Between 1999 and 2004, three-quarters of Mexico's foreign investment was invested in the processed food industry, and the sales of processed food grew at a rate of 5% to 10% every year, among which PepsiCo and Nestlé benefited the most. ), Unilever (a British and Dutch multinational company) and Danone (a French company) and other large companies. Mexico became Coca-Cola's largest market, and the U.S. also accounted for 98 percent of Mexico's snack market supply. In 1988, before NAFTA was signed, 34.5 percent of Mexicans were overweight or obese.
By 2018, that number had grown to 75.6 percent, and obesity-related diseases—including heart disease and diabetes—have become Mexico’s top priority. Two major causes of death . Not only Mexico, the research report also pointed out that photo color correction services since the United States and Canada signed a free trade agreement in 1989, the average daily calorie intake of Canadians has increased by 170 calories; Egypt, as far away as North Africa, has adopted an “open-door” approach since 1974. After the economic policy, the per capita intake of egg fat increased by 39%; Vietnam, which is closer to us, increased the per capita intake of sugar-sweetened carbonated drinks from 1.9 liters to 3.9 liters after the signing of free trade. (Note 2) During a visit to Mexico in 2012, the UN Food Commissioner said.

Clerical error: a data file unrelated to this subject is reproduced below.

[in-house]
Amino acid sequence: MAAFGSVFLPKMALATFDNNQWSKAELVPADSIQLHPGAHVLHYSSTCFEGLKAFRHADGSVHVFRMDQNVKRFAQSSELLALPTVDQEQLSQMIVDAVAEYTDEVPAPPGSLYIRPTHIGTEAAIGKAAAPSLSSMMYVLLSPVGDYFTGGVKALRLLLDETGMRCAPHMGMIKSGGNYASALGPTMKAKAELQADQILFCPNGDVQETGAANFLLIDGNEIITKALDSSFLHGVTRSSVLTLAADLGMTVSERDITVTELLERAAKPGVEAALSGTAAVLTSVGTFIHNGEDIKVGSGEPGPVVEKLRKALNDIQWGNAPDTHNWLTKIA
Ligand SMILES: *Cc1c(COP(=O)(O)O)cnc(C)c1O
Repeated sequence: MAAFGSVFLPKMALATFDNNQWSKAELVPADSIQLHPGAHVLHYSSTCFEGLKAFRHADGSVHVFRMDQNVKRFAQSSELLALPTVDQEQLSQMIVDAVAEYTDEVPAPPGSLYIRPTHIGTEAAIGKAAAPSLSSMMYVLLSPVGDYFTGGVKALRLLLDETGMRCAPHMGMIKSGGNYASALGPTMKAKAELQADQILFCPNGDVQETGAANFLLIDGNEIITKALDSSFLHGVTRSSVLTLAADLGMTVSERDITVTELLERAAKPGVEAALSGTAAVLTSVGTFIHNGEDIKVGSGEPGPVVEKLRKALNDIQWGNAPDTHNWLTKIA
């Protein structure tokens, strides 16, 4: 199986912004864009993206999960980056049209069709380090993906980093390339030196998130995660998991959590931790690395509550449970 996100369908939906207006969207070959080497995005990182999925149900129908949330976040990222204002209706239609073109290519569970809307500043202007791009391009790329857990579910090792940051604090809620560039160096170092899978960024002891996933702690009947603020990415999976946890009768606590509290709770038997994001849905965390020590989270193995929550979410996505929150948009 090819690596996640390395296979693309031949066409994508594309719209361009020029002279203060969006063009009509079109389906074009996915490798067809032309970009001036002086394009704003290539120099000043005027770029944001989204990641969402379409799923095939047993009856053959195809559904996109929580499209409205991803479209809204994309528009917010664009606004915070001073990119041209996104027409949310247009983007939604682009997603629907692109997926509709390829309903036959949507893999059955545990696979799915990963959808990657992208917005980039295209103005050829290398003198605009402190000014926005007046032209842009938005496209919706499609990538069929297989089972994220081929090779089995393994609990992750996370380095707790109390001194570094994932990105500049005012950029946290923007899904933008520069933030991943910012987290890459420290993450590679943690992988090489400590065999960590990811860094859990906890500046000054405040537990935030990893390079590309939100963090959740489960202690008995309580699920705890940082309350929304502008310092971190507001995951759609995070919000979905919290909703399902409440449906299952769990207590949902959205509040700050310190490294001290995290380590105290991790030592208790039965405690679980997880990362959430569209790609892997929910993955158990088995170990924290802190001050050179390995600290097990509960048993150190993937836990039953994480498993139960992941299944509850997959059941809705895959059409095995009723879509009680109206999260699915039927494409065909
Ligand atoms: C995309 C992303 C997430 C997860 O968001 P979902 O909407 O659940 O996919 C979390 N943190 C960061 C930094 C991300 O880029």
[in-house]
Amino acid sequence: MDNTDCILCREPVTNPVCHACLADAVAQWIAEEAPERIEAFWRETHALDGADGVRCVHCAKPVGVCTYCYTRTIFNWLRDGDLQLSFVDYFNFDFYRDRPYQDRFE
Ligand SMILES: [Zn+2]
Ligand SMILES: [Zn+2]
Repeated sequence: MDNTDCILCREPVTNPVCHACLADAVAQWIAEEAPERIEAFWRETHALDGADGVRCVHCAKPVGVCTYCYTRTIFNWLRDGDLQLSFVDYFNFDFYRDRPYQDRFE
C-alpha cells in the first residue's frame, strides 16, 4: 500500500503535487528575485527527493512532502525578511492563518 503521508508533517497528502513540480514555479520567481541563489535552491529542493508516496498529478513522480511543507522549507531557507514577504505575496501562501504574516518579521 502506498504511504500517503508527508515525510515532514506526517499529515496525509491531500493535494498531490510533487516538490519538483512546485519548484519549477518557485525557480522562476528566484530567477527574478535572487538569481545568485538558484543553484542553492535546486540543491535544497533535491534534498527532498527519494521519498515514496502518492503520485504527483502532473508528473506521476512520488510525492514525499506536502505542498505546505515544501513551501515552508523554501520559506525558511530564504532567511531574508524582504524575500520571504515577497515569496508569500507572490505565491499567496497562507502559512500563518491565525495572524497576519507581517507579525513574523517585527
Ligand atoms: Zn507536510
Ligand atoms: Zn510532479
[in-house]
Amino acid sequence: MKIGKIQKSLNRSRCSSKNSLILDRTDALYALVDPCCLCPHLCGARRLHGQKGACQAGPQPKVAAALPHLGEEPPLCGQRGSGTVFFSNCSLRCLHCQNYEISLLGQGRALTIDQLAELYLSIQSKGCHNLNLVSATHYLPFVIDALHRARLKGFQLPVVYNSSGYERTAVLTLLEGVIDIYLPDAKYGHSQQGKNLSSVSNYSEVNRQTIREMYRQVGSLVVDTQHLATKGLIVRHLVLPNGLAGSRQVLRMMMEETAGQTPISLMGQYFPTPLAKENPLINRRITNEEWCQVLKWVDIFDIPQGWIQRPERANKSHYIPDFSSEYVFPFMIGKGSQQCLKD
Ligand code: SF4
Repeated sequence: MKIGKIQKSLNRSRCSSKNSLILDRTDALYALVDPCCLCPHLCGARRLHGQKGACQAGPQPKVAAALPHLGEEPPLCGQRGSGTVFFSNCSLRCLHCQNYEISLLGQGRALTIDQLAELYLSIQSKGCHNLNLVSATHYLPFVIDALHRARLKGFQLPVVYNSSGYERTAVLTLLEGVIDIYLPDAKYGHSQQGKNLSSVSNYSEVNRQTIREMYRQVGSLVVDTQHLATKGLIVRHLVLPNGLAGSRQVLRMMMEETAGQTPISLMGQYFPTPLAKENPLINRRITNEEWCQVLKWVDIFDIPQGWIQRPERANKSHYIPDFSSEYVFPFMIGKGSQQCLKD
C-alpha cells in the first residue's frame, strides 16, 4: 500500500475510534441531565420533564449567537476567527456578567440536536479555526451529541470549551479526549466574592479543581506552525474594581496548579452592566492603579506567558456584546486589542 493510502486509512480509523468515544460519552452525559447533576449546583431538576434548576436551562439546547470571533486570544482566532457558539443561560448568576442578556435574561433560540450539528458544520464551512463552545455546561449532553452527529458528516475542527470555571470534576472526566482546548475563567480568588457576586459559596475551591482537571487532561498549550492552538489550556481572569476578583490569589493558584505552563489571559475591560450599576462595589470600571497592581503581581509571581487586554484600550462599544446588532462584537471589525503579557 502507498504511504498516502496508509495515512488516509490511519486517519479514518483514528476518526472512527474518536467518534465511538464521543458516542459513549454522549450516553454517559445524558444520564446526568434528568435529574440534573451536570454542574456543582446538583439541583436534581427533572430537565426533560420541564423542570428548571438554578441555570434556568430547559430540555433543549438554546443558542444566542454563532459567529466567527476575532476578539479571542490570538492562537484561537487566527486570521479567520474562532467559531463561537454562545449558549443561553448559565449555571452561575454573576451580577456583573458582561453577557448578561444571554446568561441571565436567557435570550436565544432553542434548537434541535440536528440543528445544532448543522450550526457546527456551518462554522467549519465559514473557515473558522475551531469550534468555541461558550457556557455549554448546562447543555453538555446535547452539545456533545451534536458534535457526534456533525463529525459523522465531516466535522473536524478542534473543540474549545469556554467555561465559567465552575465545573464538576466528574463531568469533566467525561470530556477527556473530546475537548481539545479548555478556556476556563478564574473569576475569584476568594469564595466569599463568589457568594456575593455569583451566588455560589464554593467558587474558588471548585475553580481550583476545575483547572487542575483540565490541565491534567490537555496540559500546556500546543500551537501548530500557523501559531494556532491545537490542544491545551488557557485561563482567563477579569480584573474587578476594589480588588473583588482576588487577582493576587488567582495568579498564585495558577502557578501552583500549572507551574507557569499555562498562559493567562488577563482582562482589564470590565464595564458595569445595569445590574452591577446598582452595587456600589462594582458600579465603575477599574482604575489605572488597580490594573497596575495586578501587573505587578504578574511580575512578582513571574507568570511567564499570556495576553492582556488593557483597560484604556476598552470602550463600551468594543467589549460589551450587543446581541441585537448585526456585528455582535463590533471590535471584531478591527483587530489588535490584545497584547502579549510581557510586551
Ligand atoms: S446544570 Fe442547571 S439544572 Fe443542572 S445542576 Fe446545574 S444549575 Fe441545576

The overweight and obesity that Mexico is facing today could have been avoided or reduced if only health issues such as dietary habits were taken into account when talking about trade policy at that time. Yes.” Obesity from free trade may be avoided or mitigated through treaties, but other health concerns may not be so easily addressed. AP_100414025856 Photo Credit: AP / Dazhi Image The hormonal cow battle between the EU and the US In addition to being high in fat and carbohydrates, chemical additives in imported foods are another health concern brought about by free trade. In the 1980s, the European Union banned animal hormones from being added to animal feed.